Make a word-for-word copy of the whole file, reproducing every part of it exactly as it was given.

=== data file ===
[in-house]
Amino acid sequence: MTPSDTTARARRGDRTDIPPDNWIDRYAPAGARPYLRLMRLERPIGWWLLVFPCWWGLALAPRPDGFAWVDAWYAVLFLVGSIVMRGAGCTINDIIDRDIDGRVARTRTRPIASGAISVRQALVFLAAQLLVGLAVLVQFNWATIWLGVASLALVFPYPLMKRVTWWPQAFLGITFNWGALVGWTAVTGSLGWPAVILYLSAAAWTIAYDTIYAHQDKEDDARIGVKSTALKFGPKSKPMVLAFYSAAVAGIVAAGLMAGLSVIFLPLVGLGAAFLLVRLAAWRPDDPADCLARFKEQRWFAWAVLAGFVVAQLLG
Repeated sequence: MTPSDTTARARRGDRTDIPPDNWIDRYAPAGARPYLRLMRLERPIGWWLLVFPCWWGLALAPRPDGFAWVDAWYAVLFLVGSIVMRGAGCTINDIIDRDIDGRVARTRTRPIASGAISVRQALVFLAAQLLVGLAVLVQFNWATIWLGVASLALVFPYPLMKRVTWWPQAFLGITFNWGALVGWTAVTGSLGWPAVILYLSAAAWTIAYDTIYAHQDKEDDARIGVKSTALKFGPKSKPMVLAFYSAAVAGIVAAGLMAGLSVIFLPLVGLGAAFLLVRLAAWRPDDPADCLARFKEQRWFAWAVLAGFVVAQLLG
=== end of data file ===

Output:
[in-house]
Amino acid sequence: MTPSDTTARARRGDRTDIPPDNWIDRYAPAGARPYLRLMRLERPIGWWLLVFPCWWGLALAPRPDGFAWVDAWYAVLFLVGSIVMRGAGCTINDIIDRDIDGRVARTRTRPIASGAISVRQALVFLAAQLLVGLAVLVQFNWATIWLGVASLALVFPYPLMKRVTWWPQAFLGITFNWGALVGWTAVTGSLGWPAVILYLSAAAWTIAYDTIYAHQDKEDDARIGVKSTALKFGPKSKPMVLAFYSAAVAGIVAAGLMAGLSVIFLPLVGLGAAFLLVRLAAWRPDDPADCLARFKEQRWFAWAVLAGFVVAQLLG
Repeated sequence: MTPSDTTARARRGDRTDIPPDNWIDRYAPAGARPYLRLMRLERPIGWWLLVFPCWWGLALAPRPDGFAWVDAWYAVLFLVGSIVMRGAGCTINDIIDRDIDGRVARTRTRPIASGAISVRQALVFLAAQLLVGLAVLVQFNWATIWLGVASLALVFPYPLMKRVTWWPQAFLGITFNWGALVGWTAVTGSLGWPAVILYLSAAAWTIAYDTIYAHQDKEDDARIGVKSTALKFGPKSKPMVLAFYSAAVAGIVAAGLMAGLSVIFLPLVGLGAAFLLVRLAAWRPDDPADCLARFKEQRWFAWAVLAGFVVAQLLG